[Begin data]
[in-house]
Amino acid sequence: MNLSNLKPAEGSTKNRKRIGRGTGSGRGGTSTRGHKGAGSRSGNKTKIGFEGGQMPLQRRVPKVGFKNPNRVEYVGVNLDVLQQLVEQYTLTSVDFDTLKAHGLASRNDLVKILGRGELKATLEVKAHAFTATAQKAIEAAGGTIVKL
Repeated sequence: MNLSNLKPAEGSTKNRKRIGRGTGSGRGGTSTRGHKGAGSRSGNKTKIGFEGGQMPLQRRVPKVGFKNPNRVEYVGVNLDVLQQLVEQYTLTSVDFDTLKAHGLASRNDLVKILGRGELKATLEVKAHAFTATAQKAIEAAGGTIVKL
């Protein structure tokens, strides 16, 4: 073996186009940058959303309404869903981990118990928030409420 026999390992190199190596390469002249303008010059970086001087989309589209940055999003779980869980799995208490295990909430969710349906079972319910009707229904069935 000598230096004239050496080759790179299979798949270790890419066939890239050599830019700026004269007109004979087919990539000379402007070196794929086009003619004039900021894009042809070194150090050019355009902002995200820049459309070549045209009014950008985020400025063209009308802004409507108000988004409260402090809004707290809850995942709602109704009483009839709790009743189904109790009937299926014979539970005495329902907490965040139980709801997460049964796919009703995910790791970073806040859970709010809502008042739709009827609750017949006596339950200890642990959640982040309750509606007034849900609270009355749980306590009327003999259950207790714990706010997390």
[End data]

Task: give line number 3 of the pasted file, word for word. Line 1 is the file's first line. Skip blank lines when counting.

Repeated sequence: MNLSNLKPAEGSTKNRKRIGRGTGSGRGGTSTRGHKGAGSRSGNKTKIGFEGGQMPLQRRVPKVGFKNPNRVEYVGVNLDVLQQLVEQYTLTSVDFDTLKAHGLASRNDLVKILGRGELKATLEVKAHAFTATAQKAIEAAGGTIVKL